Burn Note

App review by
Chris Morris, Common Sense Media
Burn Note App Poster Image

Product no longer available

Self-destructing messages can be fun; don't expect privacy.

Parents say

age 18+
Based on 1 review

Kids say

No reviews yetAdd your rating

A lot or a little?

The parents' guide to what's in this app.

Educational value

Burn Note wasn't created with educational intent, and we don't recommend it for learning.

Ease of play

The app is very easy to grasp, with clear directions and notifications. 

Violence

Because the content is user-generated, there's a chance that users will discuss violence.

Sex

Because the content is user-generated, there's a chance that users will discuss sex, but they can't exchange images via the app.

Language

Because the content is user-generated, there's a chance that users will use iffy language.

Consumerism
Drinking, drugs & smoking

Because the content is user-generated, there's a chance that users will discuss drugs, smoking, or alcohol.

What parents need to know

Parents need to know that Burn Note is a messaging app that erases messages after a set period of time. Unlike many other apps of this sort, it limits itself to text messages -- users cannot send pictures or video. Also, through the use of a unique display system, it's more difficult for recipients to copy or take screenshots of the messages sent to them (but not impossible -- you can simply use another device to take a video of the message as it's being revealed). Parents should be aware of the app, though, as it allows kids and teens to communicate covertly, with no evidence that the conversation ever took place.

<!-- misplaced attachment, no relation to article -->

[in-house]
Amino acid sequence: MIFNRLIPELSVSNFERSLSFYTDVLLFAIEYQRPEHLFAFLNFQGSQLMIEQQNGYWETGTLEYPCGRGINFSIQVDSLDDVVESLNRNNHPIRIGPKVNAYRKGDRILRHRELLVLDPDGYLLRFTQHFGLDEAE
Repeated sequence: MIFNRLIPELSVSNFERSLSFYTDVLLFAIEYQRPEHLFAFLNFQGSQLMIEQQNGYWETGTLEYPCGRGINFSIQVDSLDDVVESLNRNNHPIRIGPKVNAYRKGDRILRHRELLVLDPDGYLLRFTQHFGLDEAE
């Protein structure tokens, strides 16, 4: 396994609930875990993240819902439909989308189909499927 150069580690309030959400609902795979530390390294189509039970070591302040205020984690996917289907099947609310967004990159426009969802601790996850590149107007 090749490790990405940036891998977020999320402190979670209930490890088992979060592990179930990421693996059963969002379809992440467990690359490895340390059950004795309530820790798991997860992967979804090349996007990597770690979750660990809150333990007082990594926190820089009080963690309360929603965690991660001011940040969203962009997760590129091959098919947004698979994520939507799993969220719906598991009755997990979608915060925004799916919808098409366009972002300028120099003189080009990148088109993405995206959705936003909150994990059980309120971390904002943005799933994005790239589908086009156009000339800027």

User Reviews

Adult Written byKimbac May 8, 2016

ok

i will teach my family life peace in coutry vietnam

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What's it about?

Users can send text messages -- both to users of the app and those who don't -- that only exist for a short time before they're erased from BURN NOTE. The app suggests an amount of time to ensure the recipient has time to read the note, but, ultimately, it's the sender's call. Those who haven't downloaded Burn Note will get an email with a link to a Web page where they can read any messages they've received. To discourage copying and taking screenshots, a spotlight-like system hat recipients direct with a finger (or the mouse) only reveals a portion of the message at a time.

Is it any good?

There's a lot of suspicion around the many apps that allow users to exchange messages and then erase the communications, and Burn Note ​certainly is a member of that pack. The lack of picture and video capability may reduce some of the concerns parents may have; still, the nature of Burn Note makes it conducive to cyberbullying and similarly inappropriate behavior, so it's important that parents and teens don't let their guard down. And, while secretly recording a message may be slightly more clunky with Burn Note than with some similar apps, it's still easy to do with a second device.

For teens who want a fun and novel way to send messages, Burn Note works fine -- they just shouldn't have any expectation that what they send will remain private.

Talk to your kids about ...

  • Families can talk about why it's important to know who you're communicating with before sharing information.

  • Talk with kids about the fact that even though Burn Note may be fun and novel, they shouldn't expect to have any true privacy with the app. It's easy to create a record of a message using another device.

App details

For kids who love learning with apps and socializing

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